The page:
Car production suffers as supplies stall

UK car production fell 11.3% in April with 60,554 units rolling off factory lines.

Acccording to the latest figures released by the Society of Motor Manufacturers and Traders (SMMT), the ongoing global shortage of semi-conductors, the impact of the war in Ukraine on supply chains, model changes and broader industry structural changes all contributed to a volatile month’s output.

These factors also had a significant effect on year-on-year export comparisons, with the closure of a major UK car plant in 2021 continuing to impact export figures, particularly to the US, where 7,752 fewer cars were made in the month than a year before and the total was 14.7% below the April 2019 pre-pandemic level.

Meanwhile, six in 10 cars exported headed to the EU, representing a five per cent uplift in shipments, while production for the UK grew for the second month in a row, up a massive 60.1%. This substantial rise was primarily the result of new models coming to market, attracting buyers into showrooms, but is flattered by comparison with April 2021 when the economy was restarting after lockdown with demand subdued.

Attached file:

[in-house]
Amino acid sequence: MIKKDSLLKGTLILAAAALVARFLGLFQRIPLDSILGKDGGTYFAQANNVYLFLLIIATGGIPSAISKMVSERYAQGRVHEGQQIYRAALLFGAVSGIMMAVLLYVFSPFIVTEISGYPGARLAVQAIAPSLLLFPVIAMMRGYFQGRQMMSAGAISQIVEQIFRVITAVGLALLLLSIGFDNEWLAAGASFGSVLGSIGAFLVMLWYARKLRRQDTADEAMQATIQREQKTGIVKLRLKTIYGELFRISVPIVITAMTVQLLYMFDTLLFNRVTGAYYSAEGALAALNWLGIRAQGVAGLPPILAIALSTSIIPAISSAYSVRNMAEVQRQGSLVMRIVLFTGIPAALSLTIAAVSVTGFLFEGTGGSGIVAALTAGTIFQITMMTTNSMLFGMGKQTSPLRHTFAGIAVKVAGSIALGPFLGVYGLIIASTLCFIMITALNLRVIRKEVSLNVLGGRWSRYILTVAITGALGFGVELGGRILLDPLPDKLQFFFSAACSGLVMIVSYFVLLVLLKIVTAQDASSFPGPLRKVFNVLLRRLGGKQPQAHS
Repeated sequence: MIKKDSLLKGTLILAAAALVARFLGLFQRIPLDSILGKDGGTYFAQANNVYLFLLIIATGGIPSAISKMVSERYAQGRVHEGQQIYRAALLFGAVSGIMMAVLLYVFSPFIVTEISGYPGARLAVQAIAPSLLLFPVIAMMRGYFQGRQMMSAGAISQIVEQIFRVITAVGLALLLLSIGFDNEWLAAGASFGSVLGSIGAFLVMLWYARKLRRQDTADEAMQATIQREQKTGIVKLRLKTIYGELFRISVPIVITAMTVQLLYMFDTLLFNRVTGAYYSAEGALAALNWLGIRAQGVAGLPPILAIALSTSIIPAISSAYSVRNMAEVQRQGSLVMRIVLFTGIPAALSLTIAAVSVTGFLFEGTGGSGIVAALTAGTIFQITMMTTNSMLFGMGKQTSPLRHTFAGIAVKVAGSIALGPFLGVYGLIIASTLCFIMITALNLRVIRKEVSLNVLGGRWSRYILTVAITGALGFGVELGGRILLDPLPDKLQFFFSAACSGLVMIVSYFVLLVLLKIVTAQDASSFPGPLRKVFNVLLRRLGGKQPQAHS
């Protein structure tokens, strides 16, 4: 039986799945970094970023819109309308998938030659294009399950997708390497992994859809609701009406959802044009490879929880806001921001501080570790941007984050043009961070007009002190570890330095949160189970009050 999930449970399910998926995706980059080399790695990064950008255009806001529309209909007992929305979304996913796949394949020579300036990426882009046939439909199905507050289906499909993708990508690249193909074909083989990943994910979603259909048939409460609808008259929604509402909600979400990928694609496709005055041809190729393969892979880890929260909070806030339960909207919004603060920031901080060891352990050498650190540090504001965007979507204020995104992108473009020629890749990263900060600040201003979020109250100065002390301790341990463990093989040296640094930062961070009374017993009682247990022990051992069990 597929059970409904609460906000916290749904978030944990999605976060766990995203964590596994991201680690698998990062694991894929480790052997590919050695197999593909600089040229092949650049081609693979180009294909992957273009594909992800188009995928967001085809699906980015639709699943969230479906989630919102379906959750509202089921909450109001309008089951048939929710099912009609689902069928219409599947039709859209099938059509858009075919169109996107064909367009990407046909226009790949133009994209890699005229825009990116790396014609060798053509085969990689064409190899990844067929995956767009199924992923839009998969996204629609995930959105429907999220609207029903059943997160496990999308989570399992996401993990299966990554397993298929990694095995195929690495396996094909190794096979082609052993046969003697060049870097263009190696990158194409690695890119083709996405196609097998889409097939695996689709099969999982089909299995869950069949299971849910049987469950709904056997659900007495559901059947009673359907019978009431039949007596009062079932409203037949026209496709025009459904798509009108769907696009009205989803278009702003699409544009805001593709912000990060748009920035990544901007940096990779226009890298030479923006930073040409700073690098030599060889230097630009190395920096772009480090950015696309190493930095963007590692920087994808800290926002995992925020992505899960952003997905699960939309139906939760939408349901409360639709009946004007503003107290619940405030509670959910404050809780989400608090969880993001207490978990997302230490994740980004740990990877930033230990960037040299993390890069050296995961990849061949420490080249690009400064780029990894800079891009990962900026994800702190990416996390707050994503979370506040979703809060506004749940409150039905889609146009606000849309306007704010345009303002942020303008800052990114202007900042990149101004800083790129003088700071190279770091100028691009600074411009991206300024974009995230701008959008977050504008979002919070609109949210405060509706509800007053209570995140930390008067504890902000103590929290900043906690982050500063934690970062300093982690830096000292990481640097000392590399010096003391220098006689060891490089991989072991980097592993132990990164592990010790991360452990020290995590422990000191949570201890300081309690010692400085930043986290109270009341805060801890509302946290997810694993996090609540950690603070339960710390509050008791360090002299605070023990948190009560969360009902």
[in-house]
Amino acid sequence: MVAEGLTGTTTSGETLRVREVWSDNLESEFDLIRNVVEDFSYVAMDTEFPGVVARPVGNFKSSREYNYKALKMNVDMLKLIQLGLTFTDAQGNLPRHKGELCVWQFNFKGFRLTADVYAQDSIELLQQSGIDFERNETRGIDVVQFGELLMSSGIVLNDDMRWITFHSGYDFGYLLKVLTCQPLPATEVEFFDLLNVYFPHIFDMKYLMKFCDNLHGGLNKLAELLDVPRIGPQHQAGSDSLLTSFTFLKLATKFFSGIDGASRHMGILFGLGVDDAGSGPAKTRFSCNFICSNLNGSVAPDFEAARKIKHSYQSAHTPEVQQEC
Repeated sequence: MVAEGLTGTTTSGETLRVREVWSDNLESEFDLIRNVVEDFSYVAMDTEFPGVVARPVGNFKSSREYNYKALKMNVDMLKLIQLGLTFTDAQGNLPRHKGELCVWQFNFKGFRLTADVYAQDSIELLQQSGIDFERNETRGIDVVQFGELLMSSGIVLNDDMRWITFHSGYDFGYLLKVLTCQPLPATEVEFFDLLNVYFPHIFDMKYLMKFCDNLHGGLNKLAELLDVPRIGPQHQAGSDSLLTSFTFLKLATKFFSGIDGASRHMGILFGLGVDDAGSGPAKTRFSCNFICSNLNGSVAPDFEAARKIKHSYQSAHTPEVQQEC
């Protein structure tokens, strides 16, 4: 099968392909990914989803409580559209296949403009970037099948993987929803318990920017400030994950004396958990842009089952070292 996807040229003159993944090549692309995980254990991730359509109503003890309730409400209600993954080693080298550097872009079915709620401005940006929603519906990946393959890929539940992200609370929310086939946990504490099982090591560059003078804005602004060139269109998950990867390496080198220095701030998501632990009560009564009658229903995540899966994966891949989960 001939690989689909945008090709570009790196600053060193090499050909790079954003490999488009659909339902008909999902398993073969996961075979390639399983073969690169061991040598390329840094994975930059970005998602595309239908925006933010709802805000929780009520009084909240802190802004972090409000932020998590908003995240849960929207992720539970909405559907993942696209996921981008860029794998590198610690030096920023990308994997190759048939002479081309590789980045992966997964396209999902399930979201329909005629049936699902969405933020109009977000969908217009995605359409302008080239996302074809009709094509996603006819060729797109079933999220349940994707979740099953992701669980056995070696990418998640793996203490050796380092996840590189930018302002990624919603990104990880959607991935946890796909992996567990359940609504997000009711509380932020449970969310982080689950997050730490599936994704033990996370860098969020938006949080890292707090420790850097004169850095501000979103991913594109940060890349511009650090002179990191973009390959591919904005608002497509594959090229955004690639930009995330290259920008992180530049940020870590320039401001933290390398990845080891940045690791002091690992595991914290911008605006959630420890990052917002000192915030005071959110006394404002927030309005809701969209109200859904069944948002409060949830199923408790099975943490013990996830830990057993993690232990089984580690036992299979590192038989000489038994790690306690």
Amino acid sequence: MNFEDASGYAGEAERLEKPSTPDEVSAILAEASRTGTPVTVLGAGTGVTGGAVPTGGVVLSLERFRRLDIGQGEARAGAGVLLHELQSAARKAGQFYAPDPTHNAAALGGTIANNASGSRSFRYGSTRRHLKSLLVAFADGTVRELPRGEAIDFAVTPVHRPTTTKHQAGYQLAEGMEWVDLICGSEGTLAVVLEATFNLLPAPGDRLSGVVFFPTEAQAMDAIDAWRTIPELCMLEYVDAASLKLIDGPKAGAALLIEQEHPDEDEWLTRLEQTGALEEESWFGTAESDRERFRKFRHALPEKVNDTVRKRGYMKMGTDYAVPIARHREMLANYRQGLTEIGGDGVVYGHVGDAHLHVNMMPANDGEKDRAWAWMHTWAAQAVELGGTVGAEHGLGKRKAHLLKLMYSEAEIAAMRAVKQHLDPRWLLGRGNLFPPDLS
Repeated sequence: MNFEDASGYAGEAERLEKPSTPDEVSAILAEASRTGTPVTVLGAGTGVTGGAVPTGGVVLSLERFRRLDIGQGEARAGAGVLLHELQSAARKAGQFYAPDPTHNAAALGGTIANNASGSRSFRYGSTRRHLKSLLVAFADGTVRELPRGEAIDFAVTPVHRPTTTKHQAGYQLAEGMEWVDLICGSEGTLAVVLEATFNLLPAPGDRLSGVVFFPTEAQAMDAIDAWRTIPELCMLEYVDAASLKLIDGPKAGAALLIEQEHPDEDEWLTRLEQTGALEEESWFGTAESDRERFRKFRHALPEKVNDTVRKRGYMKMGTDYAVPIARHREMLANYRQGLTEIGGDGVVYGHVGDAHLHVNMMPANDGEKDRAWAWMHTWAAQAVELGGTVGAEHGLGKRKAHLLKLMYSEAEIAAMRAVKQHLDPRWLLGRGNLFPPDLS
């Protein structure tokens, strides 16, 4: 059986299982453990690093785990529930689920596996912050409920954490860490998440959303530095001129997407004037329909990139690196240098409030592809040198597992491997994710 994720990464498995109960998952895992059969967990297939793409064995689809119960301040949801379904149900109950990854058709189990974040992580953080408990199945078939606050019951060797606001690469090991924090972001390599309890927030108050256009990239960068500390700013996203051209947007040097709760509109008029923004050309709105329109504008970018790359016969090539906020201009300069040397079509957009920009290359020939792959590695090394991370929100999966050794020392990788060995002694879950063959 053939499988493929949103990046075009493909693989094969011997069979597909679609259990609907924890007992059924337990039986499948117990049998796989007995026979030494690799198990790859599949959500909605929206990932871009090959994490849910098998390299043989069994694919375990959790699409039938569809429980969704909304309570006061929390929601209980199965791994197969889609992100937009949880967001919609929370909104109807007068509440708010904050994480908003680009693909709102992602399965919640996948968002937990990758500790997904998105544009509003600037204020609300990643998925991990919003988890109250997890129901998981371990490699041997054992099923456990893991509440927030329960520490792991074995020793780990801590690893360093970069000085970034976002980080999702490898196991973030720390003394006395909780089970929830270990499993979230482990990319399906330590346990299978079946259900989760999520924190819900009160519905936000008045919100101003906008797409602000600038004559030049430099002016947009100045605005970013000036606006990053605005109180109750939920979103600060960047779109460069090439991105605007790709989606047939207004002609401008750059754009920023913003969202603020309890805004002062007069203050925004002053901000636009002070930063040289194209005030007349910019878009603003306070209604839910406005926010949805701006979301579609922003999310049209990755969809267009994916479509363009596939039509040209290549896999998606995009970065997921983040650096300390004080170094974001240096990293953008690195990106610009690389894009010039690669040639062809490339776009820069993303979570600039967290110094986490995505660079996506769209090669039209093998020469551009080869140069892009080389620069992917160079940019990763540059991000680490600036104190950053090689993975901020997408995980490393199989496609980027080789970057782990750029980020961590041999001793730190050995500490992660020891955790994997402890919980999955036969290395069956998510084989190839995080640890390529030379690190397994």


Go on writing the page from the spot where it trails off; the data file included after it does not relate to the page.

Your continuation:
Mike Hawes, SMMT chief executive, said: “The UK car industry is exposed to a host of issues that are undermining output and competitiveness. Global chip shortages and supply chain disruption are exacerbated by spiralling energy costs, additional trading costs and slowing global markets. The foundations of the sector are strong and the transition to zero and ultra-low emission vehicles continues apace but we need more policies and measures that support manufacturing and encourage investment into the UK at this most challenging of times.”